Short Stories

The Dark Tide – Part 10

This is a work of fiction.

“Before we go,” my wife said, “why did that man want to kill me?”

I told her about the bicycle cart accident just as the mother bird had been landing.

“My daughter,” my wife said when I’d finished speaking, “would you please help me pull him out of this house?”

“Are you sure?” she said.

“Yes. He belongs with his wife and although he tried to kill me, I don’t want to leave him trapped here.”

I listened to the splashing and sounds of effort that my wife and daughter made, and soon, the head of the man who had cursed me broke the surface.

“Dad, can you lift Mom and me up, please?” I did. The young bird reached out and grasped the body of the man who had cursed me with the claws of her other foot, and then took firm hold of me. She took off, and flew us up out of the flood. As soon as we were over dry ground, she landed in a clearing.

“Thank you,” I said. She chirped and let go of me.

My daughter picked some berries, and we all ate, then the young sitting bird flew us to where the female Leader of Worship and the children were. I was spent, so I washed myself, dressed the wounds in my sides, and lay down.

When I awoke, it was the middle of the night. I heard a sound that was both familiar and strange to me. I had fallen asleep in a small shelter that my daughter’s love had built. I went outside, and saw my daughter sitting on the ground with a candle burning beside her. In her lap, there was a piece of paper, and in her hand, a pencil.

I didn’t look but asked, “What are you sketching?”

“I’m designing my wedding dress, and Mom said she’d make it.”

“When is your wedding?”

“It will be in the deep and dark of winter, back up at the mountain top. There will scarcely be any daylight, but the sun will shine from our hearts, and we will know the darkness not. On the way up the mountain, we will leave the man who once cursed you near where his wife died.”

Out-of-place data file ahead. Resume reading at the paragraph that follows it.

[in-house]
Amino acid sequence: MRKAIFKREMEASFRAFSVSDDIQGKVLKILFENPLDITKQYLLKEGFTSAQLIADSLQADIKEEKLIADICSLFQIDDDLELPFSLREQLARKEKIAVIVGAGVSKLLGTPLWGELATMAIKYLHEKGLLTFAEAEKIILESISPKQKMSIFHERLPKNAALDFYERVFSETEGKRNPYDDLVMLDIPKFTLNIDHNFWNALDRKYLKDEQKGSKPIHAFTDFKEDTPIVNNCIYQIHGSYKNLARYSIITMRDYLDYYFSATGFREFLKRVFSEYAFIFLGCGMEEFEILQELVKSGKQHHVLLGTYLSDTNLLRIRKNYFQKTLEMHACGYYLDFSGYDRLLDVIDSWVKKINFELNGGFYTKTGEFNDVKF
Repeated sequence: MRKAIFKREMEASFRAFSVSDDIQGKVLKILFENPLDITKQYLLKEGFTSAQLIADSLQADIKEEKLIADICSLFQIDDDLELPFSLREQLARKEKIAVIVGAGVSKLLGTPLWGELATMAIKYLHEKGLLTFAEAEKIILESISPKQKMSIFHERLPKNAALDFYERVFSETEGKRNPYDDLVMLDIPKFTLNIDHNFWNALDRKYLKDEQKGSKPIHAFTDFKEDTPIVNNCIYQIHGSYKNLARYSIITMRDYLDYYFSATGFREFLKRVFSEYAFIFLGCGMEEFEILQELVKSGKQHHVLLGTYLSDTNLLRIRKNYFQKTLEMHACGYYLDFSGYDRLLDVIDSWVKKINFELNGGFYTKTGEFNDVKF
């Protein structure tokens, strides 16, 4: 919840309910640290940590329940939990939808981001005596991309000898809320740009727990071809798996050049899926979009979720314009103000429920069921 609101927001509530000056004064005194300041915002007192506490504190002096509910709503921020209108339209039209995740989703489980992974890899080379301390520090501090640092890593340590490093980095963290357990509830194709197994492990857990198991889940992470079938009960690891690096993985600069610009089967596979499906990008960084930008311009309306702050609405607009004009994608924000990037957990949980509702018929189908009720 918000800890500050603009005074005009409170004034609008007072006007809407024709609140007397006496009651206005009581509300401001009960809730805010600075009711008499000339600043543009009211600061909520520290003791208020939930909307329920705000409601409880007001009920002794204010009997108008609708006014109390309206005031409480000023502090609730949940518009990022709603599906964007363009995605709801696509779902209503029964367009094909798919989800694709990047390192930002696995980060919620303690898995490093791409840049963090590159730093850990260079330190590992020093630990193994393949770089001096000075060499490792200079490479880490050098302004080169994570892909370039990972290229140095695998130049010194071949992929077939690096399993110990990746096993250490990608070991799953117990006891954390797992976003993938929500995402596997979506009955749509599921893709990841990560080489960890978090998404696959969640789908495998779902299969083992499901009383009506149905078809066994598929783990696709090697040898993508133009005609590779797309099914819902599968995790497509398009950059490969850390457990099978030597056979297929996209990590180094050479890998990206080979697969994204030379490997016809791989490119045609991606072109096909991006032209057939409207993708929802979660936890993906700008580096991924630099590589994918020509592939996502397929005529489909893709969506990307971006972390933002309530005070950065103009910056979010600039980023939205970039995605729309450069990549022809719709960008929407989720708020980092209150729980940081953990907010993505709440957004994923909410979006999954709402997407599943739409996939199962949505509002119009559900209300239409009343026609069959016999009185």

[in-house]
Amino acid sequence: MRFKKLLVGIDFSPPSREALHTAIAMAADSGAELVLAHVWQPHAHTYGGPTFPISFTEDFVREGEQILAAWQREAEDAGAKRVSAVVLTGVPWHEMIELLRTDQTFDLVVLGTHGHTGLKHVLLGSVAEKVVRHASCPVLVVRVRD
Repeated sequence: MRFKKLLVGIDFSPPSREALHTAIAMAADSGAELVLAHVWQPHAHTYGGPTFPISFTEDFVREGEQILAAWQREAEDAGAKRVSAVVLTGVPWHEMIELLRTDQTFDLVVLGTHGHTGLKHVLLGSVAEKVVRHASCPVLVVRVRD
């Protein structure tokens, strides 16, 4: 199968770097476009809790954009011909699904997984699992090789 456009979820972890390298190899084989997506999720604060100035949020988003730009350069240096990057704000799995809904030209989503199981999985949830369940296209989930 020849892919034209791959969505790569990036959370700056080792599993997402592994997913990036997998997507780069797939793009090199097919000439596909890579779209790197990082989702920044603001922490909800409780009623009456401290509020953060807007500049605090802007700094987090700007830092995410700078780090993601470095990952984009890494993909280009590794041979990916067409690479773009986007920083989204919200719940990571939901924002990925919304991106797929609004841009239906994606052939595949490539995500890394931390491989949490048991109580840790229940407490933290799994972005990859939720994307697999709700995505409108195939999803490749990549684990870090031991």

“I miss your sketches,” I said, afraid I was going to break down and weep. “They were destroyed when I fell into the cascade.”

“When I fell from the cliff, I had a bag strapped to my back,” she said. “In it, I had clothes, food, and a large case. In the case, I had the originals of every sketch I’d ever made. Nothing was damaged, so I still have them now. I believe I gave you 287 of them, and I’ll copy them through the long days of summer, until you have them all again, and then I will make even more for you, for Mom, for my love, for the children and their mother, and for the child in me.”

She did. The summer passed us by in a frenzy of activity. I harvested fruits and vegetables, my daughter’s love caught meat, my daughter caught fish and sketched, and the female Leader of Worship took care of her children. Autumn came, leaves fell, and the air grew cold and fresh.

One day, there was a light fall of snow, and we all agreed that it was time.

The female Leader of Worship knew how to preserve bodies with leaves and roots, and I had made a coffin out of wood, and the man who had once cursed me had lain in it for the duration of the summer. Now it was time to lay him to rest. The young father bird took the coffin handles in his claws, and my daughter’s love climbed into the small wooden seat on his back, and most of our possessions were loaded into the bags that were strapped to the seat. The young sitting bird was outfitted with a large bicycle cart on her back, and in it were my wife, my daughter, the children, their mother, and I. We took off separately, lest my daughter’s love meet us, and the birds flew steadily during the day, stopping only to eat and drink, and landed at night. We slept in the bicycle cart, and my daughter’s love doubtless slept on the ground.

One frigid day, we arrived at the cleft in the mountain, and found the coffin containing the man who had once cursed me exactly where I’d asked the young father bird to leave it.

I grasped the handles on my side, and my wife and the female Leader of Worship took up those on theirs.

Once we had walked to the correct spot, we stopped, and put the coffin down.

My wife said, “Man who once cursed my husband and attempted to drown me and trap both of us forever, I have liberated you, and I have brought you here to be with your wife again. I forgive you.”

“I forgive you,” I said. “I call you neighbor.”

“Neighbor,” the female Leader of Worship whispered. “Be free.”

We left the coffin and went back to where my daughter was with the children.

“It is done,” I said. “Let’s go on up.”

It was strange to see the temple again. It stood so proudly on the highest point of the mountain, and although I wasn’t sure if I still believed in the gods, the place filled me with a kind of awe.

My wife and I went to our old house, and my daughter, the children, and the female Leader of Worship went to clean out the temple and make it ready. My daughter’s love stayed in another house on the other side of the temple.

Seven days later, a long, dark night gave way to a cold, clear morning, and the time was right.